Hadash subscribes to Arab unity, with reservations
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Hadash subscribes to Arab unity, with reservations

Socialist party insists on Jews and women in joint Knesset list; former Labor MK Avraham Burg rumored to mull run

Elie Leshem is deputy editor of The Times of Israel.

Hadash Knesset members (from left) Afu Agbaria, Dov Khenin, Mohammad Barakeh and Hana Sweid pose in front of the Al-Aqsa Mosque on Jerusalem's Temple Mount, November 27, 2013 (photo credit: Sliman Khader/Flash90)
Hadash Knesset members (from left) Afu Agbaria, Dov Khenin, Mohammad Barakeh and Hana Sweid pose in front of the Al-Aqsa Mosque on Jerusalem's Temple Mount, November 27, 2013 (photo credit: Sliman Khader/Flash90)

Israel’s Arab parties inched closer to a unity deal Saturday after a meeting of the socialist Hadash party ended in a decision to pursue negotiations on a merger with the Balad and Ra’am Ta’al parties.

During the meeting in Nazareth, Hadash, which has both Arab and Jewish members, decided to condition such a deal on the inclusion of Jews and women on the joint ticket, Haaretz reported Sunday.

Ahead of March’s Knesset elections, lawmakers from Ra’am-Ta’al and Balad have been hard at work overcoming their own deep ideological differences and constructing a shared “pan-Arab” list that might stand a better chance of passing the 3.25 percent electoral threshold passed into law last year.

MK Ahmad Tibi (Ra’am-Ta’al) is the favorite in polls of Arab voters for leader of a new, unified slate, including in a recent poll conducted by Nazareth’s Arabic-language Kul al-Arab newspaper, where Tibi was favored by almost half of respondents.

Recent polls have predicted five Knesset seats for Hadash, which would put the party above the electoral threshold, albeit by a narrow margin, without requiring it to run jointly with the other Arab parties.

However, Haaretz reported, party officials fear that should they jeopardize the prospect of a unified slate, Arab voters will punish them on election day.

Hadash’s meeting in Nazareth was attended by Avraham Burg, a former member of Knesset for the Labor Party and speaker of the house.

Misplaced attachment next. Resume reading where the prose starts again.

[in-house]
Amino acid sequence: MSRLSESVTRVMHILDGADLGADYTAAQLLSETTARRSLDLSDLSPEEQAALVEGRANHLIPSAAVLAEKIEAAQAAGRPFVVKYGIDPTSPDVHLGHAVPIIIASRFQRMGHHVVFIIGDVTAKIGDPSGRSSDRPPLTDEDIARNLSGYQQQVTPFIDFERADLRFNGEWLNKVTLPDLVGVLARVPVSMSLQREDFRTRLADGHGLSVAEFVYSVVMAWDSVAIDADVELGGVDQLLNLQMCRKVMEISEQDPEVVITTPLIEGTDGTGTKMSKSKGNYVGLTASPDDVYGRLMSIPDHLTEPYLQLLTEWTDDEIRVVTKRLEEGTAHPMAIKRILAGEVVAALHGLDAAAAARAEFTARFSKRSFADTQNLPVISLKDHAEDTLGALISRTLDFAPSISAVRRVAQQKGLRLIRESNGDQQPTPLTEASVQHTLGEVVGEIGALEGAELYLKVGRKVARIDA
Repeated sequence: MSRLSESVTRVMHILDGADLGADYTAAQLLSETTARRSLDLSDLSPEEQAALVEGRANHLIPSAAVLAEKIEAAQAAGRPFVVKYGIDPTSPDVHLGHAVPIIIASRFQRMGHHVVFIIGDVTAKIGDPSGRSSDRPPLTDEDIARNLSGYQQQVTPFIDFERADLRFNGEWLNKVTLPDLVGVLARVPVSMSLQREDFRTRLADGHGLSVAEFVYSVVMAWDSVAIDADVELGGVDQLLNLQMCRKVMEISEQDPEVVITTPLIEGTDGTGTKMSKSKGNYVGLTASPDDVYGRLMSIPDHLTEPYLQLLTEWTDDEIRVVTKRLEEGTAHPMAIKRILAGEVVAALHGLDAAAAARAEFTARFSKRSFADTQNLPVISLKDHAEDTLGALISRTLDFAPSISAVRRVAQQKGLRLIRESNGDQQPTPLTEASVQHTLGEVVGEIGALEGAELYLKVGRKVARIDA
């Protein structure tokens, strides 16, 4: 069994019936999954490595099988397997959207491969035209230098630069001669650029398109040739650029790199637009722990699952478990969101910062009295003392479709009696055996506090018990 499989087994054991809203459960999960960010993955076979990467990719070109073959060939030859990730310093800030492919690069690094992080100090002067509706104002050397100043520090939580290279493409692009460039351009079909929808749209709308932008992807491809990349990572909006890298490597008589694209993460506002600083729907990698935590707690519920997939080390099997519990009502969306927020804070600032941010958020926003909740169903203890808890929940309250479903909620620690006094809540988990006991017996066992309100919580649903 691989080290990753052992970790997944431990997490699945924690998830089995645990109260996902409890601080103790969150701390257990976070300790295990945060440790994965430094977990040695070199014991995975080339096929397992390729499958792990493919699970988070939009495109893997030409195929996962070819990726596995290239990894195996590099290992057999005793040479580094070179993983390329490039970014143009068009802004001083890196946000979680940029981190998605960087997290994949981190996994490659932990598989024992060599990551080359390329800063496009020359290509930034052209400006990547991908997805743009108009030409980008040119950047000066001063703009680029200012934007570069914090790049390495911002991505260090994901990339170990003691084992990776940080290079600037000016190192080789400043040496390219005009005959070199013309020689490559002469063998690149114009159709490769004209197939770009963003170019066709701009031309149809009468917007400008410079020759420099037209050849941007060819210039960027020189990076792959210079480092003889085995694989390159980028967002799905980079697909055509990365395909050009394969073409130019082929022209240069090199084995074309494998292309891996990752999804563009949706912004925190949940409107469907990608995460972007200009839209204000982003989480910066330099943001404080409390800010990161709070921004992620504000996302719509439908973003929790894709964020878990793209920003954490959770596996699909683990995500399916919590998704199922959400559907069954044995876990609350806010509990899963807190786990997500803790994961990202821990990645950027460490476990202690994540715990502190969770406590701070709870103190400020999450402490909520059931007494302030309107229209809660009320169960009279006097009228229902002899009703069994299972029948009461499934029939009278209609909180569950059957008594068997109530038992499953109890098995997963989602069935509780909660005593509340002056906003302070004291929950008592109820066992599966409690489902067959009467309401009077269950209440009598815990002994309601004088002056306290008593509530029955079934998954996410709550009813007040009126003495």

Burg, who enrolled as a delegate, said that he would support Hadash in the upcoming elections and urged the party to remain distinct from the two nationalist Arab parties and promote a “powerful campaign by a Jewish-Arab list.”

Avraham Burg on December 17, 2013 (photo credit: Miriam Alster/FLASH90)
Avraham Burg on December 17, 2013 (photo credit: Miriam Alster/FLASH90)

“I left the Jewish national space because it became jingoistic, and I didn’t come all the way here just to connect with [Arab] jingoism,” said Burg, a former chairman of the Jewish Agency for Israel, in an allusion to Balad and Ra’am Ta’al.

He called for “full solidarity” between Jews and Arabs in Israel.

Reports in Hebrew-language media speculated as to whether Burg’s participation in the conference signaled that he was considering a second career in politics.

“Avraham Burg has joined the Hadash party,” a party official was quoted by the news site Ynet as saying.

“Perhaps in the coming days there will be further developments involving him,” the official added. “There is a chance that he’ll run [for a seat] with the party, but nothing can be finalized at this point, so long as there is no decision on unity among the Arab parties.”

In the outgoing Knesset, Hadash featured three Arab members — Mohammad Barakeh , Hana Sweid and Afu Agbaria – and a single Jewish one, Dov Khenin.

Burg, an Orthodox Jew, said that he had traveled to the conference on Shabbat, contravening a religious prohibition, because advancing solidarity between Jews and Arabs was “a matter of life and death” that trumped the ban.

Haviv Rettig Gur contributed to this report.

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